Epilepsy Awareness Month: Shar’s Blog Post

purple silence the stigma words brain background - Epilepsy Awareness Month

My journey with Epilepsy started when I was 9 months old. I struggled with epilepsy all my life from being called the Exorcist to being limited on activities I could do. In 2013 I started working on my degree in Human Services. In 2015 I had so many seizures during that semester that I decided now was the time to have the surgery. I talked to my epileptologist at MNCEP and told him my wishes. We started all the testing to make sure I could have it done.

In 2016 I had gone through with the surgery on the right side of my brain. I have to say it was a life changer for me in many ways, both good and bad. I have had less than five seizures since the surgery, I work a full-time job now, I am only on one medication now instead of three, and I have completed my bachelor’s degree in Human Services.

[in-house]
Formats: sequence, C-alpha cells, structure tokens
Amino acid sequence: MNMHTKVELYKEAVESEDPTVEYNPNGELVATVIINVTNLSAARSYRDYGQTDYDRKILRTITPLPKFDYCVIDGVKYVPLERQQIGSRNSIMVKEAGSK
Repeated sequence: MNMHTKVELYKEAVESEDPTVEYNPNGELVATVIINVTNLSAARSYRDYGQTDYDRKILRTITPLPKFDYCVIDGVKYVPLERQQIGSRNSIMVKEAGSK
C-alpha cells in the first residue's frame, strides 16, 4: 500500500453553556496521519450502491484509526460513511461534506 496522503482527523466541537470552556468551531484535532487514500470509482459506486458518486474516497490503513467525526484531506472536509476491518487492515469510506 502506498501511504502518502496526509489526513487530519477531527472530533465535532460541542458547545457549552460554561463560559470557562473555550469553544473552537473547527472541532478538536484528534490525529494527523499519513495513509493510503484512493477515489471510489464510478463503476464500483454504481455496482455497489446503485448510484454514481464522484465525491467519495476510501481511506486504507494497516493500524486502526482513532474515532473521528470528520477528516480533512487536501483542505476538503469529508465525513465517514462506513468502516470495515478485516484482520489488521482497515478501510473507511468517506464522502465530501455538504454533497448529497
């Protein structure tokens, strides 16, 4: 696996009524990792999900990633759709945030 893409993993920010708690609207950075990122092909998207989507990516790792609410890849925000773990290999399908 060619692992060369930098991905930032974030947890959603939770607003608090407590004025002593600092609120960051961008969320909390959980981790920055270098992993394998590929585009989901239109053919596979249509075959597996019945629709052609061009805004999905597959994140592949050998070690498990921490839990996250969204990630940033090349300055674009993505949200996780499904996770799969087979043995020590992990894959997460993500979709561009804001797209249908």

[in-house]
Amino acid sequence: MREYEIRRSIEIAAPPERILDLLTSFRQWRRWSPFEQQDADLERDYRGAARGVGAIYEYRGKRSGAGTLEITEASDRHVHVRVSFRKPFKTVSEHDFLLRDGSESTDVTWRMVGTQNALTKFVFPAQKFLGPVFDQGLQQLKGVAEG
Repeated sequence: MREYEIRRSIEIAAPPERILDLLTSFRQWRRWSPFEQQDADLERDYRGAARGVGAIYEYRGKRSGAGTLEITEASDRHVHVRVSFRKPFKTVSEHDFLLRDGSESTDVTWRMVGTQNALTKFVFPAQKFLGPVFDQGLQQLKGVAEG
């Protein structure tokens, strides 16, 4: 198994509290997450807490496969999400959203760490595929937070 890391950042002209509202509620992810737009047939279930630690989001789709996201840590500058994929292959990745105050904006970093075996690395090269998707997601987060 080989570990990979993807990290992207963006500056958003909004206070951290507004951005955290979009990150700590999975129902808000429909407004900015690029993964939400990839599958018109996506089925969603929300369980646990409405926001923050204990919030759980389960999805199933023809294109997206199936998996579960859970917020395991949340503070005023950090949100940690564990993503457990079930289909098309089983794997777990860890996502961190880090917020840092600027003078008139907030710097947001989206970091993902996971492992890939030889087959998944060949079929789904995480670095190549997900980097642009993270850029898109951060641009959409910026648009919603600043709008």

The downside of the surgery for me is having headaches all the time, and mild memory loss. The memory loss is usually conversations I may have had with someone or having locked my door and thinking I didn’t seconds after I walk away. If I had to do it all again I would do it with the care team I had. The Neurosurgeon I had Dr. Michael Park and his team were down to earth and answered all my questions. Even post op anything I needed or had questions about he answered.

In 2019 I got married and have been thinking about starting my family. My epileptologist got me off all the unsafe meds for pregnancy, and the team at MNCEP has been in constant contact to make sure my needs for a safe pregnancy are met. Having an epileptologist who listens to your concerns and cares about your quality of life is the best thing a person with epilepsy can ask for.

Epilepsy Foundation of Minnesota appoints Jenna Carter as new Executive Director.